3 min read
The domain Christian Binner, located in the Alsatian heartland, has been in the same family since 1770.
“It was five hectares when I began ten years ago; now we are 15 hectares. We grow the typical grape varieties in this area: mainly Riesling - because we love this grape variety - but also Pinot Noir, Gewurztraminer, Pinot Gris, Auxerrois, Sylvaner, Muscat, Pinot Blanc. Like everywhere in Alsace, the diversity of the soils is amazing.
Granite always gives something vertical; the chalky soil gives something more horizontal. We have full bodied and complex wines: when you put them in the mouth it is something very soft and powerful but always the verticality, which is coming from the granite, gives the freshness and elegance that we like.
We have been organic for years and certified since 2004. Our soils have never been polluted by pesticides. We practise biodynamics and are also certified Demeter.
The weather is more warm now because of climate change. I really like the influence of permaculture: to stop ploughing the vines and ploughing the soil; to always have something growing and never leaving the soil naked. And also planting some trees like agroforestry. These are the influences we like now.
We do a lot of things to keep maximum humidity in the soils. We have the luck to have a lot of life in the soils because they have never been killed with grass killer and a lot of ploughing - a lot of bullshit things. We now have freshness in the wines even when the weather is very hot.
For skin contact wines and red wine we never destem. We love ripe grapes. If the stems are ripe then we can have a maceration with the stems. When you have great soils, ripe grapes, a nice team of harvesters who don't pick the bad grapes, who know how to select - then things are quite easy.
For me, if you have a very nice biodynamic grape that did not suffer from dryness then the tannins you will extract are always soft and smooth. They won’t be sharp and bitter. Then you can have fun, you can do what you want. Because the grapes are such good quality. If it's a bad vintage and the grapes are not ripe then you have to take care.
I think Alsace is a special region with a special warm climate and also grape varieties which are very aromatic. I understood, when tasting wine in Slovenia or Italy, that aromatic rarities are very good with skin contact. With maceration, we keep the tannins and the freshness that we lose when we directly press this grape variety. Gewurztraminer in direct pressing in white is such a boring wine.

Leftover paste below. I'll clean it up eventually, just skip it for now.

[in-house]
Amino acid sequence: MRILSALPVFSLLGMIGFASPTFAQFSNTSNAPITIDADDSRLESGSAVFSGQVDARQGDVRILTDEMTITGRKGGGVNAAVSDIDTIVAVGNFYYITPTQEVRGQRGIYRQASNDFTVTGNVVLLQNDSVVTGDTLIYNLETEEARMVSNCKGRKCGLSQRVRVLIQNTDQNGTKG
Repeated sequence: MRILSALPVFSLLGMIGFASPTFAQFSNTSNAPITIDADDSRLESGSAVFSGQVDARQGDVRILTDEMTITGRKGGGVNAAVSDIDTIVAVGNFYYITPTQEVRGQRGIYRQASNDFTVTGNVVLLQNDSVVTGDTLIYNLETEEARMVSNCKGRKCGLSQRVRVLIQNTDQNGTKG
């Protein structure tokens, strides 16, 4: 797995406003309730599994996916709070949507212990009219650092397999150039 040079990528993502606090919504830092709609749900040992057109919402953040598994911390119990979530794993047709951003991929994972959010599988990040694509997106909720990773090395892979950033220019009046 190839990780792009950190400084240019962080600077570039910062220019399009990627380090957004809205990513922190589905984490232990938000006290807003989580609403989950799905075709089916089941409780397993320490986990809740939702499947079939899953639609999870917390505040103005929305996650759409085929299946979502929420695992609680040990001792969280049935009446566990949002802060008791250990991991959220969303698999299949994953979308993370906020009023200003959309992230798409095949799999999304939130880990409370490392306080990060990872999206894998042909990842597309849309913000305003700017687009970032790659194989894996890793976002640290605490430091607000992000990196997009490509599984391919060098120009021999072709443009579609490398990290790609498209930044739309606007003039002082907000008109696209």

"With Sylvaner or Riesling, which are not aromatic grape varieties, maceration makes no sense"
With Sylvaner or Riesling, which are not aromatic grape varieties, maceration makes no sense - I prefer making white white wines which are more fine and elegant. Some wine growers are saying Sylvaner and Riesling are very interesting for maceration but I have no vibration. Okay, everybody's different.
There is no rule for how long we make a maceration. But I love long macerations. And for the Cuvee Si Rose, on the good slopes with the old vines, we made a very long maceration of eight months. Because I think it's very interesting how a long maceration gives a lot of complexity and length into the wines. Sometimes it's a bit too tannic, too much extraction, but with the ageing I think that gives really crazy wines.
After the maceration I like ageing the wines in our traditional old oak tanks, the big foudre in 20, 30, 40 hectolitres - long ageing to give complexity and elegance to this long maceration.
Now we are beginning to make a solera system to age the Si Rose more and more. I like the idea of having a young wine which gives the freshness and the fruit fruity aroma but to have more complexity and length.
The most difficult part is to have enough space and tanks for the grapes. And to organise the maceration because Alsace has a great variety of white grapes. Before, all the cellars were organised to make white and just a little bit of red. Now, because we always make more and more maceration we need more red grape cellars with tanks.
For me, it's not the grape variety which decides the length of the maceration. It’s the terroir, the quality of the vines. And also the vintage because some vintages need to be more macerated: probably the hot vintages to extract more body and more bitterness and tannins to find a balance; and for the cold vintages it is more interesting to be more soft.
For me, white wine white is perhaps something that has been invented by technology, by the machines which made another type of wine. Probably we are now discovering again the orange wines, which was once just the normal way.
Many people are saying now that the region who makes the most quantity of skin contact wines in France is Alsace. I'm not afraid because the climate and grape varieties are very adapted to that.”